1. Skip to content
  2. Skip to main menu
  3. Skip to more DW sites

Here to stay

Gerhard Gnauck
January 13, 2017

After 20 years, words are put into action: American soldiers are coming to Poland for the long term, while German and British troops head to the Baltics. Polish officials will celebrate the Americans' arrival Saturday.

Verlegung US-Panzerbrigade nach Polen
Image: picture-alliance/dpa/M. Bielecki/PAP

The weekend will be marked with celebration throughout Poland. US troops are arriving and will be given a hero's welcome. It is an historic moment. The last time foreign soldiers were greeted by a majority of Poles was more than 200 years ago. Then, it was Napoleon's army.

Shifting the US military presence from Germany, where 36,000 soldiers are based, to Eastern Europe has been long under discussion. Germany no longer needed defending once the Iron Curtain fell, and it was expensive to maintain such a large presence there. Nothing changed on the ground, however, until Russia annexed Crimea in 2014. That led Poland's Foreign Minister Radoslaw Sikorski to request two US brigades for more protection.

Protests from Moscow

One of those brigades is now on its way to Zagan, about 60 miles from the German border - 3,500 soldiers from Colorado, along with 87 tanks and 400 Humvees in an operation called "Atlantic Resolve." New troops will rotate in every nine months, with similar rotation stationing taking place around the region all the way to Romania.

The troop rotations are how NATO gets around its pledge to Moscow, following the fall of the Soviet Union: that it would not permanently base large numbers of forces east of Germany, provided the security situation remained unchanged. Moscow has protested the operation nonetheless, having conducted military exercises of its own since 2007. These have included tens of thousands of soldiers along Russia's western borders or in neighboring Belarus to train for operations against Poland and Estonia.

Threat to the Baltic

The US military presence is in the service of its NATO allies. A joint alliance force, known as Enhanced Forward Presence (EFP), is set to join, with Poland and the Baltic states of Lithuania, Latvia and Estonia each receiving a multinational battalion. All are NATO members. On January 19, 500 German soldiers are scheduled to leave their base in Bavaria for Lithuania, where they will lead 500 hundred additional soldiers from other countries. British troops will be in charge in Estonia, Canadian troops in Latvia and additional US troops are expected to arrive in April to take over operations there. The forces, always in constant rotation, will be stationed in northeast Poland near the "Suwalki Gap," named for the city that sits an equidistant 40 miles from Russia's Kaliningrad exclave and Belarus, a Russian ally.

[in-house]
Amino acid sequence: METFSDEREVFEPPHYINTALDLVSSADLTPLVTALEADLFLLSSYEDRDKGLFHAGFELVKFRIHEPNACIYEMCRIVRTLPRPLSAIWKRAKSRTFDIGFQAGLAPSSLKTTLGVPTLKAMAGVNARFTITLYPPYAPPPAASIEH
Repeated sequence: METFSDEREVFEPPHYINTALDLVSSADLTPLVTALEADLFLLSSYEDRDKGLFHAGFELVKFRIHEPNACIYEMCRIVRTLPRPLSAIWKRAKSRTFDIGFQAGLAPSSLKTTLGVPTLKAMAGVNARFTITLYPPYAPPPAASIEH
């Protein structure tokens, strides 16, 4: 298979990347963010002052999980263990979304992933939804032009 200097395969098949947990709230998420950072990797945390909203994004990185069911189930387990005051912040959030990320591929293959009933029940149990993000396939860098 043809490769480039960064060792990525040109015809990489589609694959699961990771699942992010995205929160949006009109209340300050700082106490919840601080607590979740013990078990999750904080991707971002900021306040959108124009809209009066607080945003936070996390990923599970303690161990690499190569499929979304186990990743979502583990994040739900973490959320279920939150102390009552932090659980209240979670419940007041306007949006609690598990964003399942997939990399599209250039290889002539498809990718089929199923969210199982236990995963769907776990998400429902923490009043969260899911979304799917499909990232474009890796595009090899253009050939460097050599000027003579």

Verlegung US-Panzerbrigade nach Polen
NATO is constantly rotating troops in order to skirt a pledge to MoscowImage: picture-alliance/dpa/M. Bielecki/PAP

Military experts have long since warned Russia could easily cut off supply lines there if it were to advance on the Baltic states, the NATO members most threatened by a Russian military presence, despite a build-up in their own comparatively weak forces since 2014.

Grandpa cried

The NATO operation was the most significant outcome of the alliance's summit in Warsaw in July 2016. Donald Trump's presidential election victory has the region worried that the US may back out of Barack Obama's commitment to place US forces there. Trump has said that the US should not defend NATO members who have not fulfilled their financial obligations. Poland and the Baltic states are in relatively good standing with the alliance.

Russia's state media have criticized the deployment of NATO troops, calling it "aggressive." In all, the forces dedicated to the defense of the region from Estonia to Romania will total less than those stationed to defend West Berlin until 1989.

Many of today's young Poles have no memory of that time and what the presence of US troops means to the region. "When President Clinton first came to Poland," one young Polish man said, "grandpa cried."